Tuesday, February 28, 2017

Book Publishing Secrets with Jim Nesbitt

Genre: Hard-boiled Texas detective thriller
Publisher: Spotted Mule Press
Thank you for your time in answering our questions about getting published.  Let’s begin by having you explain to us why you decided to become an author and pen this book?
Author: I’ve always been a writer, ever since my eighth-grade English teacher, Mary Bailey, pulled me aside about I paper I wrote and said: “You know you’re a writer, don’t you?” She also called my parents and told them the same thing. That set me on a lifelong course through more than three decades of journalism, where I cut my teeth on long-format, explanatory stories that use literary devices to tell a story. I’m also a fan of the hard-boiled masters, Raymond Chandler, Dashiell Hammett, James M. Cain as well as latter day aces such as the late, great and vastly underappreciated James Crumley. I think what those guys did is an American art form and I wanted to try my hand at it.
Is this your first book?
Author: No. I’ve written another called The Last Second Chance. It’s also a hard-boiled Ed Earl Burch thriller set in Texas and northern Mexico.
With this particular book, how did you publish – traditional, small press, Indie, etc. – and why did you choose this method?
Author: I went indie, largely because of a rekindled author’s ego. I tried the traditional publishing route some years ago and struck out. I knew I had written two good detective thrillers that were as good or better than what was out there and decided to publish them myself, using the Spotted Mule Press imprint. I rewrote both of them, had them re-edited and proof-read and figured out how to publish them via CreateSpace and Kindle. The latter isn’t that difficult, but I’m a techno-peasant
Can you tell us a little about your publishing journey?  The pros and cons?
Author: It’s been fascinating and maddening. You have to learn a lot about graphic design, marketing and advertisingboth social media and old-schooldistribution, getting noticed and getting reviews. You have to learn about branding and get sharp about the gentle art of schmoozing at book signings, writers’ conferences and festivals. You even have to learn about making videos and doing live broadcasts. Fortunately, I did a lot of radio and TV as a journalist. There’s just a helluva lot of plates you have to keep spinning on sticks and it takes you away from what you really want to do -- write the next book.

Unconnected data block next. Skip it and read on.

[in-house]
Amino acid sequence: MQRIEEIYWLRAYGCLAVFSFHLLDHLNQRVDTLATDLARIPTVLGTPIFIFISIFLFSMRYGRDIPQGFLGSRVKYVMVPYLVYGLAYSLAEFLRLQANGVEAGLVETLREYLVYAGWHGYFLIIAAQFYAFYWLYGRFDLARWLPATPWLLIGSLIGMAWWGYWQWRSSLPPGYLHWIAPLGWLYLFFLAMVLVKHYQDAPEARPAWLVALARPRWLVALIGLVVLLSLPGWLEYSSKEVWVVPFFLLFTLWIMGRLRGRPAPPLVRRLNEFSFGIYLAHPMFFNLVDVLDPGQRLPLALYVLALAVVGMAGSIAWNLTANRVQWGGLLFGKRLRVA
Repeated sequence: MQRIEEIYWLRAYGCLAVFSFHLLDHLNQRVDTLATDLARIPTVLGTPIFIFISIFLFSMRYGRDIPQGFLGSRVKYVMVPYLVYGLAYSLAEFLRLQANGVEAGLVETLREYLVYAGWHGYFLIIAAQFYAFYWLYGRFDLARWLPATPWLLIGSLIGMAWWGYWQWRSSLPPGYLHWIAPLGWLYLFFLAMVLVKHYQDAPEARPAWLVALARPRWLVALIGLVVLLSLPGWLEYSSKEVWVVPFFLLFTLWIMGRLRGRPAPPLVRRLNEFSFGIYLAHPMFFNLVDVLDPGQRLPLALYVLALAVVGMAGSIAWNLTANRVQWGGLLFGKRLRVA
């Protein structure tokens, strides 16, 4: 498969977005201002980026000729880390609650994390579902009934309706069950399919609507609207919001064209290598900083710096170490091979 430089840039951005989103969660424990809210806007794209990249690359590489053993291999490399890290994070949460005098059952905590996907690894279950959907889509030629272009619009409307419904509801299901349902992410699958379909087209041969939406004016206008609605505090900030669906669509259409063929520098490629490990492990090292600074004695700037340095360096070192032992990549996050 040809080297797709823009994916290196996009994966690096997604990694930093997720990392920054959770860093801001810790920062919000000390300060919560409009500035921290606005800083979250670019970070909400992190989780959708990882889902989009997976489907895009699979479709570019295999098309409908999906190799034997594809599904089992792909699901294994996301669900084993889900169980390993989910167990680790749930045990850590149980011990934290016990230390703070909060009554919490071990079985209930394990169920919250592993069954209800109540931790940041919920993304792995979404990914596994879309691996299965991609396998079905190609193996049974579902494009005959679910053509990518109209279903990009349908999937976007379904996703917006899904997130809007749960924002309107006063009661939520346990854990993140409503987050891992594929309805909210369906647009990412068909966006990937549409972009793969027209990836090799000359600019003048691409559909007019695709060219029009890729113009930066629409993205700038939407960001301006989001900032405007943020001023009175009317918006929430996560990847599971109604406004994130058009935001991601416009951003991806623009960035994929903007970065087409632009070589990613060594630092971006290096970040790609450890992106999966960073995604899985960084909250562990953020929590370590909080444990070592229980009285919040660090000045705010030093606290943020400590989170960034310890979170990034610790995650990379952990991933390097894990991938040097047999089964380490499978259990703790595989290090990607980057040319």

What lessons do you feel you learned about your particular publishing journey and about the publishing industry as a whole?
Author: The ease of publication is a two-edged sword and there’s an awful lot of junk out there, making it hard for you to get your book to emerge from the herd. The sheer volume of books is just daunting. What I learned while hawking my first book is that I needed professional help to break out of the pack, so I hired a publicist this go round. I did that because of something else I learnedyou can’t rely on social media aloneyou have to use a mix of old-school and new-school.
Would you recommend this method of publishing to other authors?
Author: Yes, for one primary reason that resonates with every writeryou can tell your story your way.
What’s the best advice you can give to aspiring authors?
Author: Believe in yourself, your skills and your story, keep your butt in that chair and write the hell out of it.

Wednesday, February 22, 2017

Book Publishing Secrets with Barb Caffrey, Author of 'Changing Faces'

Name: Barb Caffrey     
Genre: LGBT Contemporary Fantasy-Romance        
Publisher: Twilight Times Books
Thank you for your time in answering our questions about getting published.  Let’s begin by having you explain to us why you decided to become an author and pen this book?
Barb: One morning, many years ago, I woke up with a problem I had to solve. At the time, I wrote nonfiction—opinion, sports, arts and entertainment, current events, and book reviews. But I had this story, see…two lovers who did not want to be separated, but were in a terrible fix. The woman wanted to become a man, and the man didn't know what to do about it…then two aliens (who also might be angels, depending on your point of view) stopped by and tried to "fix" the problem by putting each other in the other one's body.
Oh, and did I mention that a car accident and a coma are also involved, too?
I saw nothing out there that was anything remotely like this, so I decided I had to write the story myself. And in many fits and starts, I did just that.
Anyway, that's where I got the idea for CHANGING FACES. It came to me long before transgender issues became a trending topic, but because civilized society now seems to understand transgender issues better, the time for this story to be told has finally come.